2015 Acura RLX Elite Review
Acura’s top-of-the-line RLX luxury sedan starts at $49,990 (Elite model, $62,190 shown) and combines Acura build quality and solid engineering.
THE PROS & CONS
What’s Best: Good looks and solid engineering all at a very attractive price for the segment.
What’s Worst: It’s not exactly underpowered, but a twin-scroll turbo would be just the ticket to match its competitors’ punch.
What’s Interesting: Acura Precision All-Wheel Steer that allows the rear wheels to tow in and out independently to aid in cornering, steering and braking.
2015 Acura RLX Elite 2015 at a glance
BODY STYLE: Four-door, full-size premium sedan.
DRIVE METHOD: Front-wheel-drive
ENGINE: 3.5-litre V6 engine with six-speed automatic transmission front (310 hp, 272 lb/ft of torque)
CARGO CAPACITY: Base, 423 litres; Elite (as tested) 417 litres
TOWING CAPACITY: NA
FUEL ECONOMY: 10.5/6.4/8.6L/100km city/highway/combined.
PRICE: $62,190 not including $1,995 shipping fee
The Acura RLX is in some ways the forgotten full-size luxury sedan.
A competitor against the likes of the S-Class, A8 and now the Cadillac CT6, the RLX bowed at the 2012 New York Auto Show to critical acclaim.
In the flesh, it is very handsomely styled. In fact during my week with the RLX Elite as tested here, several people commented on its looks, but also asked me what it was.
They had all heard of the SUVs such as the MDX and RDX. Most knew about the sedans TLX and the entry-level ILX and even the upcoming NSX super car, but not the RLX.
It’s certainly not for lack of engineering. Acura/Honda build and assembly values are among the highest in the world.
In terms of making an impression, the multi-lens LED headlights identify the RLX from literally a block away and the back seat is simply huge.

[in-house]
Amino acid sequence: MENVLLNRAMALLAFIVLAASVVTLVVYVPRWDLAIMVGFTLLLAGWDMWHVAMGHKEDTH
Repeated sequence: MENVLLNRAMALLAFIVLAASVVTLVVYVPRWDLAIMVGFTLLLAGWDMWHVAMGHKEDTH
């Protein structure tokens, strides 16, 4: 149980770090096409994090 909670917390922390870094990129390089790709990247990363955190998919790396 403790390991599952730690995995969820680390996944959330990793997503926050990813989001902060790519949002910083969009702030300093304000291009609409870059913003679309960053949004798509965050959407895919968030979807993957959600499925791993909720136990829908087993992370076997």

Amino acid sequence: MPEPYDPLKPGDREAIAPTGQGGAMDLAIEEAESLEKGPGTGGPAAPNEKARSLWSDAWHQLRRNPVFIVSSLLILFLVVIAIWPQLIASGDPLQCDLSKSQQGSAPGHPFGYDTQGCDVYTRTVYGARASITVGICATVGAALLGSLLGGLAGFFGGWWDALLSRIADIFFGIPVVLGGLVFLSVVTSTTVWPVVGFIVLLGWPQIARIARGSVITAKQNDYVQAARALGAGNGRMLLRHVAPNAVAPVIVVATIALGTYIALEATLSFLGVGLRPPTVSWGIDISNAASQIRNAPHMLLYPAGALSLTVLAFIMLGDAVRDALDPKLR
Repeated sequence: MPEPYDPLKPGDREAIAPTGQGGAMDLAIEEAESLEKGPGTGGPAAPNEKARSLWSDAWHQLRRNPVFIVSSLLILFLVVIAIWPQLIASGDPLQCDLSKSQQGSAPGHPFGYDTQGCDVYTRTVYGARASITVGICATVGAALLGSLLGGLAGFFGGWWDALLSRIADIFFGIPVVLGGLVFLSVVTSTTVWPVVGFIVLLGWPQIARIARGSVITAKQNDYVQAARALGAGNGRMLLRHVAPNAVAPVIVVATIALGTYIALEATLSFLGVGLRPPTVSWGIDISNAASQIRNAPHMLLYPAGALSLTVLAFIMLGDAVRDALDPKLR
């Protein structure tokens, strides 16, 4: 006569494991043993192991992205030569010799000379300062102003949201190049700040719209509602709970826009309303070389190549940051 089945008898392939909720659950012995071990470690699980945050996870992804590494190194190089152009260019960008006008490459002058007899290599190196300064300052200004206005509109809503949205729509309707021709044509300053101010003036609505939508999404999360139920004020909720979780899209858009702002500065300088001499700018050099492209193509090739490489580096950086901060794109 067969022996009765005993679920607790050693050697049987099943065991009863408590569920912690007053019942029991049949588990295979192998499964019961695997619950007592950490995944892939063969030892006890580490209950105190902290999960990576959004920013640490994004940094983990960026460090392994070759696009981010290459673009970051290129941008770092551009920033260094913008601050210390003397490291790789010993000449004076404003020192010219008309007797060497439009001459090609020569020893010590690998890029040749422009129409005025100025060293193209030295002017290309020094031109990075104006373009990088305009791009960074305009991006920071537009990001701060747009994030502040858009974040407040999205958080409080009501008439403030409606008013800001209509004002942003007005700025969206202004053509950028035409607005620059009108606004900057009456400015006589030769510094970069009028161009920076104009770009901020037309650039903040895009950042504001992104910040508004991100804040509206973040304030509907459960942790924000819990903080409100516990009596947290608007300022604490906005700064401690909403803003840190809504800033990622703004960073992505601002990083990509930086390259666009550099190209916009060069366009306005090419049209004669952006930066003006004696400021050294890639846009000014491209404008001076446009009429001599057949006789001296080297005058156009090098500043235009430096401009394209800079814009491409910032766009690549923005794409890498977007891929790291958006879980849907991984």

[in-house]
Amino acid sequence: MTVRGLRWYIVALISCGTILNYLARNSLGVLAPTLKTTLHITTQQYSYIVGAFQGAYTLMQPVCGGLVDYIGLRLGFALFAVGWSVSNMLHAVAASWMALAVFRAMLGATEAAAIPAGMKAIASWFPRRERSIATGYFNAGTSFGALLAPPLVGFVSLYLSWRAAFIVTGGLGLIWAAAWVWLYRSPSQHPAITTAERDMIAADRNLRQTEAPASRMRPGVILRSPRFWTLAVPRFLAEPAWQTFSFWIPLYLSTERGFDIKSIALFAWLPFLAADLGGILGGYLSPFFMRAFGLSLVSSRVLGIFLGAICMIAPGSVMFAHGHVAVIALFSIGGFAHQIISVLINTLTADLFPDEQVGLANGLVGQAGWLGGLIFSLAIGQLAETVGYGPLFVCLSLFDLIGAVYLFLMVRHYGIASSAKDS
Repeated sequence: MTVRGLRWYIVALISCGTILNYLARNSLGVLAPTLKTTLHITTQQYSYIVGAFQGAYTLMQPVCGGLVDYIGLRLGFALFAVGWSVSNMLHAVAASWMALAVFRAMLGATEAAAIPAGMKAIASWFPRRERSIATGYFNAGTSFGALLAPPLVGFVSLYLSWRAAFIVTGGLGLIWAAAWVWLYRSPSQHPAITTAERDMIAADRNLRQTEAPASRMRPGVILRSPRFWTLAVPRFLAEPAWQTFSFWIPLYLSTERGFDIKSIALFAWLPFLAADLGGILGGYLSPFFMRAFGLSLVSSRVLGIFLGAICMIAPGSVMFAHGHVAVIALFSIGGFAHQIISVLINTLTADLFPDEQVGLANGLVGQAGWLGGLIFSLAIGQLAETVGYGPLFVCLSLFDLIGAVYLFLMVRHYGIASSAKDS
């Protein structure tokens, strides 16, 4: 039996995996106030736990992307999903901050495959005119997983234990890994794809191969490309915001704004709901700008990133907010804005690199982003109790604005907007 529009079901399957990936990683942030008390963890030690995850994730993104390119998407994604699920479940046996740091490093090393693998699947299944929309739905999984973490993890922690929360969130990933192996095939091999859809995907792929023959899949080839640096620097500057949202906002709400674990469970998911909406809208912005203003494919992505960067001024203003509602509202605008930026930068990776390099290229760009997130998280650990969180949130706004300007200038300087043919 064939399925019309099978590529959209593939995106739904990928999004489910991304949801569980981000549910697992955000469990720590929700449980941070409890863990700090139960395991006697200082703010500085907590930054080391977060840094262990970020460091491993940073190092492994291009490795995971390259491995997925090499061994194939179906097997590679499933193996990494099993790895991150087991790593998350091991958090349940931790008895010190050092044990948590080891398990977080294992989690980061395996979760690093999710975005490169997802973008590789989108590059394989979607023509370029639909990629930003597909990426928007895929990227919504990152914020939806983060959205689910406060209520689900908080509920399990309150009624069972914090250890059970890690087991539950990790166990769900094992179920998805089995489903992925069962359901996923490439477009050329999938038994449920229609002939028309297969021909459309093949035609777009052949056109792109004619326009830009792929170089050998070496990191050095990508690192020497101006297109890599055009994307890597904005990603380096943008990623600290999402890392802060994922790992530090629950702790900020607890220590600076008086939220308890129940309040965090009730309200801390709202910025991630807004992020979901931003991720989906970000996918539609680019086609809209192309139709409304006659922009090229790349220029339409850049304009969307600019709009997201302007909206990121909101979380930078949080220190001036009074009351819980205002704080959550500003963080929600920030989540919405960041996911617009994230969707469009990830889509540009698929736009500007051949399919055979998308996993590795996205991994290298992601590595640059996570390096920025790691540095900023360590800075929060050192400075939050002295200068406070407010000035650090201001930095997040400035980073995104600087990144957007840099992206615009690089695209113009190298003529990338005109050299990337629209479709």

And when it comes to price, it is more than competitive in its segment.
Let’s look deeper.
While there are four RLX models, there are in fact really two.
Three of them are front-drivers starting with the Base RLX ($49,990), the RLX Tech Package ($55,990) and the RLX Elite Package ($62,190) as tested here. Shipping fee is $1,995.
I should point out this week’s tester is a late 2014, but is mechanically identical to the current 2015 model.
RELATED: 2015 Acura RLX Sport Hybrid Review
The other is the exotic RLX Sport Hybrid ($69,990) and by exotic it offers the same engine and front drive as the other RLX models, but adds a hybrid drive mode with lithium-ion battery pack and two electric motors each driving a rear wheel, with independent all-wheel-drive and a combined 377 hp and 341 lb/ft of torque making it the most powerful Acura built to date.
This hybrid power system is the heart of the Acura NSX supercar; the difference being the engine is mounted mid-ship driving the rear wheels with the two electric motors at the front driving the front wheels.
But that, dear reader, is another story for another time.
All RLX models, including the Sport Hybrid, employ Honda/Acura’s long-serving SOHC 3.5-litre V6 now with direct injection with six-speed SportShift sequential transmission with “Sport” button that changes the transmission shift point for more performance.
In this case it produces 310 hp and 272 lb/ft of torque. NRCan 2015 fuel numbers for the RLX Elite are 10.5/6.4/8.6L/100km city/highway/combined.